Hard cases make bad law, lawyers say, and in the case of the Oceanic Viking, they may make for bad policy. There are no easy or obvious solutions because all the options have negative consequences.

There’s no domestic policy reason why the refuseniks aboard the Oceanic Viking should not be taken to Christmas Island and processed like other boat arrivals. If they’re found to be genuine refugees, they will form a small part of the 13,750 refugees we’ll accept this year. If not, they will be sent back to Sri Lanka. That they have acted in an uncooperative fashion in order to secure being taken to Christmas Island is frustrating but, in the end, irrelevant.

But these are not like other boat arrivals. These people never left Indonesian waters.

Greg Sheridan argues today that taking them to Christmas Island would be “a tremendous defeat for the integrity of the Australian immigration program. The word would go out very quickly to all would-be illegal immigrants: you don’t even have to get to Australian waters, if you merely get into a section of the Indonesian search-and-rescue zone near Australian waters and declare yourself in distress, you get to live in Australia forever.”

That’s the floodgates argument. Always beware anyone warning that the floodgates will open — it usually means they don’t have a strong argument about why you shouldn’t do something. There are tens of thousands of asylum seekers in the region who are trying to come to Australia already. The specific circumstances of the handling of the Oceanic Viking are unlikely to make any significant difference to their numbers, regardless of Sheridan’s overblown claims.

What taking them to Christmas Island might do, however, is encourage other asylum seekers in the belief that the already-perilous boat journey to reach Australian territory can be undertaken with the assurance that they will be rescued by Australian vessels even deep inside Indonesian waters. Like temporary protection visas, this might have the unintended consequence of increasing the risk that a boat containing asylum seekers will sink before help can arrive.

It is conceivable that the lives of asylum seekers might be lost in future as a consequence of how the Oceanic Viking is handled, and policymakers will surely be remiss not to consider that possibility.

That this coincides with a political perception that agreeing to remove them to Christmas Island would be a “defeat” for the Government is, again, frustrating but not relevant.

The Government is waiting and hoping that something will happen along to resolve the dilemma. That’s the least worst option at the moment and the Government is correct to pursue it for now. It has repeatedly emphasised that both it and the Indonesian Government will be patient about a resolution. How long it remains the least worst option depends, more or less, on how long we can leave a major Customs asset stranded in an Indonesian port.

There’ll be a growing media clamour for some form of resolution, and repeated headlines about the Government’s policy being ‘in tatters” (© The Australian) but no compelling policy reason for precipitate action.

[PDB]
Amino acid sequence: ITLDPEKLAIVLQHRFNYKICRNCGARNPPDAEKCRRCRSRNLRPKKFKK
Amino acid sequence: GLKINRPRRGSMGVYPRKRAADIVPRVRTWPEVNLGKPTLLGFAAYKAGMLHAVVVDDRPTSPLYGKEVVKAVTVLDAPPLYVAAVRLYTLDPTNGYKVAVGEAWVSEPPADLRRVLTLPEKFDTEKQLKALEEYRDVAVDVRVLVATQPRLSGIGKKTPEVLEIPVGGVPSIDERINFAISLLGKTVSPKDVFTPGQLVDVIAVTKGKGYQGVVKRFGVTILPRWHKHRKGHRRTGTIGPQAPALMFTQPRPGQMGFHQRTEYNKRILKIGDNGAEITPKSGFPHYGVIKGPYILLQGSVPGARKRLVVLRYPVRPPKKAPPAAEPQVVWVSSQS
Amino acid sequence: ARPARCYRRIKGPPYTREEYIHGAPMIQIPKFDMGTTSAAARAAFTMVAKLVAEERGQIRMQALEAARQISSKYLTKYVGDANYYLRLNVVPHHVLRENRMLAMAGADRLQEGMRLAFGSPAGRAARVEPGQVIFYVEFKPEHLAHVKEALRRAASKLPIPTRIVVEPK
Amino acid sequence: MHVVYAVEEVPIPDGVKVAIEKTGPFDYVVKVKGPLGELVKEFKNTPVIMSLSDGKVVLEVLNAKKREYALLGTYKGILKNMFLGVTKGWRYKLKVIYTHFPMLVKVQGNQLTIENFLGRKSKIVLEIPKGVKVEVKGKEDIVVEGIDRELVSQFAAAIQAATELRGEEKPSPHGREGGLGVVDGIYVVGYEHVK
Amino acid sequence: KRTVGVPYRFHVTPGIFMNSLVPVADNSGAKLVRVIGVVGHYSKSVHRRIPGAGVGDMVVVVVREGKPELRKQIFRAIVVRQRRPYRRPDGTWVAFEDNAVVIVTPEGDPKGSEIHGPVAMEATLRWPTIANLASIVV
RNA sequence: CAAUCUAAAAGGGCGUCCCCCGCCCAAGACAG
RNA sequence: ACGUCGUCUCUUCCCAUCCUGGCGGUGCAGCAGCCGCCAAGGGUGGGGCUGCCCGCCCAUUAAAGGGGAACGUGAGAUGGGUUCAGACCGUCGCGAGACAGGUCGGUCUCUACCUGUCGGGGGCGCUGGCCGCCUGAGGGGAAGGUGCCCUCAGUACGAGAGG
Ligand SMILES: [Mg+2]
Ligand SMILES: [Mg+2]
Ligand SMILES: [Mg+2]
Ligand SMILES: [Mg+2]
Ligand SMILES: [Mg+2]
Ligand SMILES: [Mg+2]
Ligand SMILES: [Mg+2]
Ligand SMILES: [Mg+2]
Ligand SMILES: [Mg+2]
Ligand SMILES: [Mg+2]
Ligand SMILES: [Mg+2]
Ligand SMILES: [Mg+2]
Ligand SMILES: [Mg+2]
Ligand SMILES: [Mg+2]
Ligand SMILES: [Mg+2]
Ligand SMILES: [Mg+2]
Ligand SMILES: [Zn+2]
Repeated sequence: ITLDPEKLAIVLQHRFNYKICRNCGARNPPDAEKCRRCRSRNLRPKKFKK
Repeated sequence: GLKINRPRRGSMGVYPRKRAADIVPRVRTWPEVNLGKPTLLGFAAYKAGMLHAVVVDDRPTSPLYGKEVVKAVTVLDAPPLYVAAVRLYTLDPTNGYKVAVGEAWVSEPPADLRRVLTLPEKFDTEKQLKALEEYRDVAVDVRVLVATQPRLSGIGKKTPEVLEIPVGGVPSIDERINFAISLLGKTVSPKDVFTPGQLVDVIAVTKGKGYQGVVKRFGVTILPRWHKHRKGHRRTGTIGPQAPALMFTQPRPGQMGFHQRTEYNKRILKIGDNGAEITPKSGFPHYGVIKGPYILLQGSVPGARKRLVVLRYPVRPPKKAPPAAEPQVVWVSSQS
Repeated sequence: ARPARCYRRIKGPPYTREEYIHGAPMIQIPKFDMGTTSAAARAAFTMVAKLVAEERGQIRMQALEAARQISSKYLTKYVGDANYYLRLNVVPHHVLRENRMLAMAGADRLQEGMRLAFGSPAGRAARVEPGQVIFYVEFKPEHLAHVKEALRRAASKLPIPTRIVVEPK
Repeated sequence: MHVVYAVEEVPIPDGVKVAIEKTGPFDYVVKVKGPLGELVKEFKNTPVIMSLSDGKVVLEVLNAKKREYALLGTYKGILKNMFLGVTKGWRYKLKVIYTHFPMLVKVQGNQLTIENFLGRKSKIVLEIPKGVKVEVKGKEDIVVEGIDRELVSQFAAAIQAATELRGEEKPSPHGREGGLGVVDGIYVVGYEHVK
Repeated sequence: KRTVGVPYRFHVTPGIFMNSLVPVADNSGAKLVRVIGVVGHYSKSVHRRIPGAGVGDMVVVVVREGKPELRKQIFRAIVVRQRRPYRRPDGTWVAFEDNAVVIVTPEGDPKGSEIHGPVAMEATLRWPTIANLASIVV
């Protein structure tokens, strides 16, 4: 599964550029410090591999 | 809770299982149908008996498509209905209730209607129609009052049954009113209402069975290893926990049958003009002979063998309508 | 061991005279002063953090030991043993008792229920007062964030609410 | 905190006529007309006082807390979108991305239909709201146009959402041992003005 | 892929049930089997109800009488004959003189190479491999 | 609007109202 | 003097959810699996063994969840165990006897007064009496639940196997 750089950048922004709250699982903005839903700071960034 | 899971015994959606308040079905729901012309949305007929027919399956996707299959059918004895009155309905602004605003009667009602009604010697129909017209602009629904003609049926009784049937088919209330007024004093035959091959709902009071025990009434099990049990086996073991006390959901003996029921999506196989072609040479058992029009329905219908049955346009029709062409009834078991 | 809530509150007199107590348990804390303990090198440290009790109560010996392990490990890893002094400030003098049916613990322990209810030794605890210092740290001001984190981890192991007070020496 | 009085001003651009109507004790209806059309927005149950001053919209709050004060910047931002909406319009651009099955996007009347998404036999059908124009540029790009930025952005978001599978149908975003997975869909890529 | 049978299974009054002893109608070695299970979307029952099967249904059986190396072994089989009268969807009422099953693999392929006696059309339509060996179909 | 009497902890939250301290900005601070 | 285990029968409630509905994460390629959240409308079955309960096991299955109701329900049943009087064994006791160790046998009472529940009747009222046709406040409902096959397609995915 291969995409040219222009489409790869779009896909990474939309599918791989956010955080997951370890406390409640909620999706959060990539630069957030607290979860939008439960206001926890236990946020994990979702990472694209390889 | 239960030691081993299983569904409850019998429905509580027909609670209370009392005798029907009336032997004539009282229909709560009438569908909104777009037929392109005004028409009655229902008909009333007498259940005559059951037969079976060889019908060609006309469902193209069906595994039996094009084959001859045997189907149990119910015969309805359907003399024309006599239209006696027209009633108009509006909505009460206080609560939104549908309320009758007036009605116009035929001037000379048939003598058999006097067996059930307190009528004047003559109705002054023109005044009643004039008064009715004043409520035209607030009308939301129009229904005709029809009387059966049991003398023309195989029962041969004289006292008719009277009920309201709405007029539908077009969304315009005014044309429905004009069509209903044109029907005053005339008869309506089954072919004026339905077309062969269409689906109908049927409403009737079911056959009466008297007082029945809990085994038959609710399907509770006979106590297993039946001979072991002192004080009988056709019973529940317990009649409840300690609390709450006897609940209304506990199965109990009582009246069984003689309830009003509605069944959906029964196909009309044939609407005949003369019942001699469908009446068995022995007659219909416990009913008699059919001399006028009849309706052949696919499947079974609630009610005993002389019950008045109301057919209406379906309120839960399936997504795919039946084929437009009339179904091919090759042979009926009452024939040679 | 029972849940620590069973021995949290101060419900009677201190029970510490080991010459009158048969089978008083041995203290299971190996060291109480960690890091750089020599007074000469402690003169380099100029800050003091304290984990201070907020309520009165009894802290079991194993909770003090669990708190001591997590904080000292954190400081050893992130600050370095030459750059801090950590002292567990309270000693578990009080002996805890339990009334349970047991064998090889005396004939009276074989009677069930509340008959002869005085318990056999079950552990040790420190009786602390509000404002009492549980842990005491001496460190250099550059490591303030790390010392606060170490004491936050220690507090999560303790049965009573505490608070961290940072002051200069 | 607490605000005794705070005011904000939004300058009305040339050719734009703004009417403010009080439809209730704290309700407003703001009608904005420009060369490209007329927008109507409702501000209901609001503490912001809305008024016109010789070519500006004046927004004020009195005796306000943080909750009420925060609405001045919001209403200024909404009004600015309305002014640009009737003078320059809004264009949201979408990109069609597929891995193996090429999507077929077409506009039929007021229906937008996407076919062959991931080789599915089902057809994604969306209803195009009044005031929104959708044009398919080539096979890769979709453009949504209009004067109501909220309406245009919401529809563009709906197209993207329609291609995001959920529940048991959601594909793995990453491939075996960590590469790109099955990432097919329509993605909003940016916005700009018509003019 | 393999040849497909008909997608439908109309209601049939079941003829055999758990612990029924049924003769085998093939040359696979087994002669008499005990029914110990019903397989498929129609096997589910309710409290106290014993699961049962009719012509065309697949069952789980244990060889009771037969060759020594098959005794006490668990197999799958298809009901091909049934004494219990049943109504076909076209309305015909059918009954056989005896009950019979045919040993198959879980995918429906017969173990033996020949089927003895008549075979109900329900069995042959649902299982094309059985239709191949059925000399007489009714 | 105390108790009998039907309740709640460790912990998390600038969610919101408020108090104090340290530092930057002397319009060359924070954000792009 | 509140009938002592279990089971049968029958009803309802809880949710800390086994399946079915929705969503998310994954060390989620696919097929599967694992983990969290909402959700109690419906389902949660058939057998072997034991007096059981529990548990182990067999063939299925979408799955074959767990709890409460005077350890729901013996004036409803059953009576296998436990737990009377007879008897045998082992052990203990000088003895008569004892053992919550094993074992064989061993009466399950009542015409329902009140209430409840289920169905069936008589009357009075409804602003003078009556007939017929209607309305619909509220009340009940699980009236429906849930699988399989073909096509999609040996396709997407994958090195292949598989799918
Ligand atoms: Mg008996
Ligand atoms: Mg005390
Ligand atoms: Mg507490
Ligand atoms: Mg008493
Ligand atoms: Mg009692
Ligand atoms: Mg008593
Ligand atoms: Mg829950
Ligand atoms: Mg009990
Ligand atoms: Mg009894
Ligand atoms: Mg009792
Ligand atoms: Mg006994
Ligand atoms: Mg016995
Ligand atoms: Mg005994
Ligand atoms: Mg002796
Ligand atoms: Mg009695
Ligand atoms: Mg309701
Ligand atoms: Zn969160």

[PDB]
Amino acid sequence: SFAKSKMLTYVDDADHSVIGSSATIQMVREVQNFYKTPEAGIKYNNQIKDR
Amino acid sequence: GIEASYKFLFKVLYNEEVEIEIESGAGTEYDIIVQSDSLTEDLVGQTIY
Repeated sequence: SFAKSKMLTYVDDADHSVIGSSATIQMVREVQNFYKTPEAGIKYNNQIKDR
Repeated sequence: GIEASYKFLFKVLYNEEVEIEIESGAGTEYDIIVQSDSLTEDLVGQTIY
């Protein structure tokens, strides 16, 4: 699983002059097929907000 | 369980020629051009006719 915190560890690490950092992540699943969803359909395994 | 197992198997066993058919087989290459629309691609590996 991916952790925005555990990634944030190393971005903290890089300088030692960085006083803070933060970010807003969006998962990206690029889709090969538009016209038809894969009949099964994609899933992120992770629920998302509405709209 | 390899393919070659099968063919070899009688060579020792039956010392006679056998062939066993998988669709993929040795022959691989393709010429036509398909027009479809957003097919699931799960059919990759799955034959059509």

That’s the specific issue of the people aboard the Oceanic Viking. It is effectively unrelated to the broader issue of handling the flow of asylum seekers, where the Government has struck a sound policy of regional cooperation, humane handling of asylum seekers who reach our shores, and efforts to disrupt the process that sees people risking their lives to get here. It has also increased the number of places in Australia’s humanitarian program, although by no means nearly enough.

The fact that few people — and certainly not the Opposition — are proposing any significant change to Australia’s refugee assessment process suggests that, through the rhetorical sound and fury, the Government’s policy doesn’t differ significantly from that of the previous Government and has broad support.

Watching Paul Howes and John Roskam mostly agreeing on The 7.30 Report last night, despite Kerry O’Brien’s efforts to suggest otherwise, shows how the asylum seeker debate has evolved since eight years ago. Neither Roskam nor Howes is particularly representative of each’s notional sides of politics but even so, the sight of “the Left” and “the Right” agreeing we should be accepting more refugees and that the Oceanic Viking should head for Christmas Island suggests there should be room for a bipartisan policy on asylum seekers, which would go a significant way toward ending the sense of crisis — admittedly mainly stirred up by the ABC and The Australian — that pervades the issue.

The main problem in all that is that Kevin Rudd doesn’t really do bipartisanship, not even when the Government and Opposition agree on most aspects of the handling of asylum seekers. Normally Rudd has no interest in bipartisanship because he is in such a position of strength. On this issue, he has no interest because he fears he is in a position of weakness, and one slip could see his huge poll lead evaporate in a flash of fury about boat people.

Indeed it’s significant that Rudd’s normally deft touch in communicating his key message has deserted him in recent days and Stephen Smith has looked the more relaxed and calm figure, partly because he doesn’t start talking about “kids behind razor wire” the moment he opens his mouth. Rudd’s behaviour is suggestive of a man who isn’t confident of his own policy.

Eventually that lack of confidence might do more to undermine it than any number of boats. The PM should remember that not everything is a crisis just because some journalists and commentators insist that it is.

Peter Fray

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Peter Fray
Editor-in-chief of Crikey

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